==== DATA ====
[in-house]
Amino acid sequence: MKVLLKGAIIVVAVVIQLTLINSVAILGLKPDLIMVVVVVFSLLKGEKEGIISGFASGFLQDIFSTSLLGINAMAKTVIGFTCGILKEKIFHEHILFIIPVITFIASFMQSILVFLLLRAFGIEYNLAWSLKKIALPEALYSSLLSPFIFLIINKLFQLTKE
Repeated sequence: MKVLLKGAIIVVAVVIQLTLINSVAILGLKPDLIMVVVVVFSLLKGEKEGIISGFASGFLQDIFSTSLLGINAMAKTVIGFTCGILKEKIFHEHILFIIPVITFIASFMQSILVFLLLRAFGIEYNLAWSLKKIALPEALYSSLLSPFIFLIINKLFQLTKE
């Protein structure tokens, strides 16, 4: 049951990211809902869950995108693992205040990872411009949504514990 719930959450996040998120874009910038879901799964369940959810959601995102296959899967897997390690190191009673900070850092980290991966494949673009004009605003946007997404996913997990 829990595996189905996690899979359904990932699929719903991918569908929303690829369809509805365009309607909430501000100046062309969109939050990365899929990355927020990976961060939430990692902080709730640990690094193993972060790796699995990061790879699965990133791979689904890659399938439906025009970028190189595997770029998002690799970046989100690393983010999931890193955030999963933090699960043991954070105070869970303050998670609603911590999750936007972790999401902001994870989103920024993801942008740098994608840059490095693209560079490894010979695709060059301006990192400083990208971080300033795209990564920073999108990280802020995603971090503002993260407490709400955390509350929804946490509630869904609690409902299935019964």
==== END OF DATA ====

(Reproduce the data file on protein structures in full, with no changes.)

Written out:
[in-house]
Amino acid sequence: MKVLLKGAIIVVAVVIQLTLINSVAILGLKPDLIMVVVVVFSLLKGEKEGIISGFASGFLQDIFSTSLLGINAMAKTVIGFTCGILKEKIFHEHILFIIPVITFIASFMQSILVFLLLRAFGIEYNLAWSLKKIALPEALYSSLLSPFIFLIINKLFQLTKE
Repeated sequence: MKVLLKGAIIVVAVVIQLTLINSVAILGLKPDLIMVVVVVFSLLKGEKEGIISGFASGFLQDIFSTSLLGINAMAKTVIGFTCGILKEKIFHEHILFIIPVITFIASFMQSILVFLLLRAFGIEYNLAWSLKKIALPEALYSSLLSPFIFLIINKLFQLTKE
């Protein structure tokens, strides 16, 4: 049951990211809902869950995108693992205040990872411009949504514990 719930959450996040998120874009910038879901799964369940959810959601995102296959899967897997390690190191009673900070850092980290991966494949673009004009605003946007997404996913997990 829990595996189905996690899979359904990932699929719903991918569908929303690829369809509805365009309607909430501000100046062309969109939050990365899929990355927020990976961060939430990692902080709730640990690094193993972060790796699995990061790879699965990133791979689904890659399938439906025009970028190189595997770029998002690799970046989100690393983010999931890193955030999963933090699960043991954070105070869970303050998670609603911590999750936007972790999401902001994870989103920024993801942008740098994608840059490095693209560079490894010979695709060059301006990192400083990208971080300033795209990564920073999108990280802020995603971090503002993260407490709400955390509350929804946490509630869904609690409902299935019964």